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You, Me and Him

An unexpected guide helps Batool Haydar seek out God in ordinary places.

When we look back at the past, we can often pinpoint certain circumstances or events that stand out as times of awakening, as ‘eye-openers’ that changed our perspective from that moment onwards.  We refine ourselves through every such experience and grow towards becoming the real us.

I had one such defining moment a couple of weeks ago and it came in the form of an unbelievably tiny 22-week-old angel of a foetus.  I had a chance to spend a few minutes with the baby (I cannot call her anything else) and as I looked down into the little cot where she lay, her tiny head with the little pink crochet hat turned sideways as if asleep, it was impossible to comprehend that she was never going to take a breath, that she had left this world before even entering it.

I could not begin to organise my thoughts. Here was a not-quite-finished and yet beautifully complete human being.  The nurse referred to her as ‘non-viable’ but everything about her seemed to announce the glory of God.  The little hands, the little feet, the tiny mouth, the shut eyes, the perfectly shaped eyebrows!  Such detail in a being who was barely halfway to being fully formed.  It may sound poetic, but it is the simple truth that she was in herself an ayah – a very viable Sign – of the Majesty and Perfect Design of God.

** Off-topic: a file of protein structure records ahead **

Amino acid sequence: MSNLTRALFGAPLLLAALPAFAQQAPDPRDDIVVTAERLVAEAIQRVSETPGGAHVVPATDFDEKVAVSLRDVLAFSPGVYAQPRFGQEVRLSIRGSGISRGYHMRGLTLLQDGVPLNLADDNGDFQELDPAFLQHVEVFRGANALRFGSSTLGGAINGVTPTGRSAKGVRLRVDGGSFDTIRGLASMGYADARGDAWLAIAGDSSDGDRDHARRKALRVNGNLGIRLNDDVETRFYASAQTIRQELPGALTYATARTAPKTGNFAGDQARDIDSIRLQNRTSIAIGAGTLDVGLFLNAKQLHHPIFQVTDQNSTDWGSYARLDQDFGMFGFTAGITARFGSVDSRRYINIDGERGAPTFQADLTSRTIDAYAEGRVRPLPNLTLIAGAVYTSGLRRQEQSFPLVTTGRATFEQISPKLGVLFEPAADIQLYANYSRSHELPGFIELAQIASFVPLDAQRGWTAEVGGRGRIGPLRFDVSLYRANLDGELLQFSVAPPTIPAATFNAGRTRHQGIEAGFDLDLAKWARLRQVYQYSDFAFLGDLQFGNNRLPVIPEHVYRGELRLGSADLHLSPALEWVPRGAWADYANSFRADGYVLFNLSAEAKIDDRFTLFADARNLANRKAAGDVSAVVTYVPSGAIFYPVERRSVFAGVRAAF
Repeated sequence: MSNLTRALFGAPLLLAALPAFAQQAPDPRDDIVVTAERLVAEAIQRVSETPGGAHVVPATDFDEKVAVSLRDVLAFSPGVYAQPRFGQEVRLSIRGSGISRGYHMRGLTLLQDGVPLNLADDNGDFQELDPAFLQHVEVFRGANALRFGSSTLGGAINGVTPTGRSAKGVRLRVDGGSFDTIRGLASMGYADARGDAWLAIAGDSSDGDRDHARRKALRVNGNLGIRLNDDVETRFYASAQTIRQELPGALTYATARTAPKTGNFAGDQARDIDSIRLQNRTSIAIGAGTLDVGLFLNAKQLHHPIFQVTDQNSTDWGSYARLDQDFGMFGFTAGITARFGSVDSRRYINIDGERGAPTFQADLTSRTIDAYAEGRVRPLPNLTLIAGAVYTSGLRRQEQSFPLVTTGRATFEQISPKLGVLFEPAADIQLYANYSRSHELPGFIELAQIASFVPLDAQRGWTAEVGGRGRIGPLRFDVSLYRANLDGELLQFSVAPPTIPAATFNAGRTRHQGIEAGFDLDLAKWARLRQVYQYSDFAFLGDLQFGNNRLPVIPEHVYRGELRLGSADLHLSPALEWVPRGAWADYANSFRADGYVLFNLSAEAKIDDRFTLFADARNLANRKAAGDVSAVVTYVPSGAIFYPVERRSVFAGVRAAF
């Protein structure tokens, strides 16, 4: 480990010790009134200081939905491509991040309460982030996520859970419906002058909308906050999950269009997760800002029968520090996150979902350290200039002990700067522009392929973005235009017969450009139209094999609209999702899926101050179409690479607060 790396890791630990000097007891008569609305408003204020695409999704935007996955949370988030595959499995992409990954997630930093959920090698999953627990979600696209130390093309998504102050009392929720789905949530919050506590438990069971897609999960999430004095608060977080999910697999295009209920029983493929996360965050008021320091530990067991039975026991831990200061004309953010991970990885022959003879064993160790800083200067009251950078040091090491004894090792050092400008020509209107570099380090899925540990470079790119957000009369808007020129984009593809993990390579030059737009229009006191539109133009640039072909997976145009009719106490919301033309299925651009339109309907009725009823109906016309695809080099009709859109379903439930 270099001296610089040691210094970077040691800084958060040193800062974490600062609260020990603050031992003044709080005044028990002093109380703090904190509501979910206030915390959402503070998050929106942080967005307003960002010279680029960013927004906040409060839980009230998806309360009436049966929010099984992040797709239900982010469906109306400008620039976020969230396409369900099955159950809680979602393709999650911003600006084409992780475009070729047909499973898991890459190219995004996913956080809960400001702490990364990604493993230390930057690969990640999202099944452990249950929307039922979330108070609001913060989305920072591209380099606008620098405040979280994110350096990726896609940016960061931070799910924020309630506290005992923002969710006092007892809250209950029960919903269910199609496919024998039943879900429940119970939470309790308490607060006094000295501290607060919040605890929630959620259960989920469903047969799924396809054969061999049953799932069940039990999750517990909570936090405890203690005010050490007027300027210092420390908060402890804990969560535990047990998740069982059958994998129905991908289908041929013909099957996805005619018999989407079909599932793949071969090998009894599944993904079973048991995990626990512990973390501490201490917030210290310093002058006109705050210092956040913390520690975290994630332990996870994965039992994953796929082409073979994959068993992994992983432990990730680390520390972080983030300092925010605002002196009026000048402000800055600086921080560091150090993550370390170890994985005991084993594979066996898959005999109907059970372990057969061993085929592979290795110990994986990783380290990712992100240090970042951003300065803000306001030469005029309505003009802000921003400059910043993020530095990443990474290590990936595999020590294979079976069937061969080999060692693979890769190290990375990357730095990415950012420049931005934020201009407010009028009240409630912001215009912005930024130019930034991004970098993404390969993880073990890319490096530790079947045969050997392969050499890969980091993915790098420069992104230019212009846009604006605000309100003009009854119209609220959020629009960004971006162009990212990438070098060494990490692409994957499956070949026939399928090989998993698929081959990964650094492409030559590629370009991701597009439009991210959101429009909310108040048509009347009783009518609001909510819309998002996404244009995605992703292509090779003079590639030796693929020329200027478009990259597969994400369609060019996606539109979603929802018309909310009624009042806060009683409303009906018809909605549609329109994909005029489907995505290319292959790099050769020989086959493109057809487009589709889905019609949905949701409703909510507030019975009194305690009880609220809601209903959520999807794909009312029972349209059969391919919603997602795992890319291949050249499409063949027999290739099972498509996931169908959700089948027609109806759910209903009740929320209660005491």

When I came home and looked at my toddler, I had to sit down with the weight of gratitude that wrapped itself around my heart.  Was it not for the abundant Mercy of God, would she have made it to full-term and emerged as a living, breathing child?  ‘What did I do right to deserve her?‘ I asked myself and immediately realised how wrong the question was.  The mother who had lost her child had done nothing wrong.  Children are not, after all, gifts given out for good behaviour from our Creator.